Daddy Dialectic on My Baby Rides the Short Bus
November 15, 2009
I enjoy learning things from a book, those moments when you are stunned at what you just read, or shocked at some statistic, some point, some example. Those are the books I cherish. My Baby Rides the Short Bus was just such an experience.
From reading the introduction and on through the essays, I learned that some parents of special needs kids are radical prior to becoming parents and some become radicalized through parenting. I learned that they struggle, make mistakes, come to realizations about things they did, realizations that cause them pain, that inform choices they will make in the future, that serve as a catalyst for standing up and fighting for change.
I learned that, like parents everywhere, "they learn how their kids function and they make it happen as well as they can." Just like me; just like you.
But I also learned about the complexity of parenting, how it is something we learn to do, how we discover the depth of our militancy, awareness and patience, strengths sometimes we didn’t know we even had. Until we needed them.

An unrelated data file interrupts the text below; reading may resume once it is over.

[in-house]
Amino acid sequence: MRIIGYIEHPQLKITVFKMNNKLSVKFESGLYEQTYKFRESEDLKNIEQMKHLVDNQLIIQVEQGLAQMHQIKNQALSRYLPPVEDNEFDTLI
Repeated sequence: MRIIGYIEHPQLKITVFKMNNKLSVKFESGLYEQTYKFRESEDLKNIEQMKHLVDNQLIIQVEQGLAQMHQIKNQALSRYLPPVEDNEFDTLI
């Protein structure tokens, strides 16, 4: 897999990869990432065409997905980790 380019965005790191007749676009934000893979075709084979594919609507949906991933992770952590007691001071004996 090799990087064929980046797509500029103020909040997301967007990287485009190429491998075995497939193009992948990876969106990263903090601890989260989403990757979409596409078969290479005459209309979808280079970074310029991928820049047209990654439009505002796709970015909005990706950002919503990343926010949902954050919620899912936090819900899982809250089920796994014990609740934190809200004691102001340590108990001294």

I learned that the medical profession and schools and court systems, which can be difficult to navigate in general, can be downright ruthless when dealing with a special needs child and family.
I learned how encounters with these institutions can belittle, can terrify, can cut deeply.
I also learned that encounters with other parents sometimes hurt the most.
I learned a little humility.
I learned new words: neurotypical, authentic activism, and scores of acronyms I never knew existed.
I was reminded how sometimes the simplest things are the most effective, like playing with your child. Down on the ground rolling around.
I was reminded of the intensity of love. How sometimes the best thing to do is pick up your child off the floor and walk away, leave the office, ignore the advice. And yet, sometimes the most difficult act of love is to let go, to trust.
Reading My Baby Rides the Short Bus, I was reminded of the ferocity with which we love, the depths of our feelings, the need for community.
I was reminded of the power of sharing stories.
These are the stories I want to hear. The stories of pain and fear, stories of surprising strength, of learning, and then of doing. As Sharis Ingram writes, “at some point you will give up trying so hard, and come to trust yourself, trust your child, trust what *is.*”
Trust me, and go get the book yourself.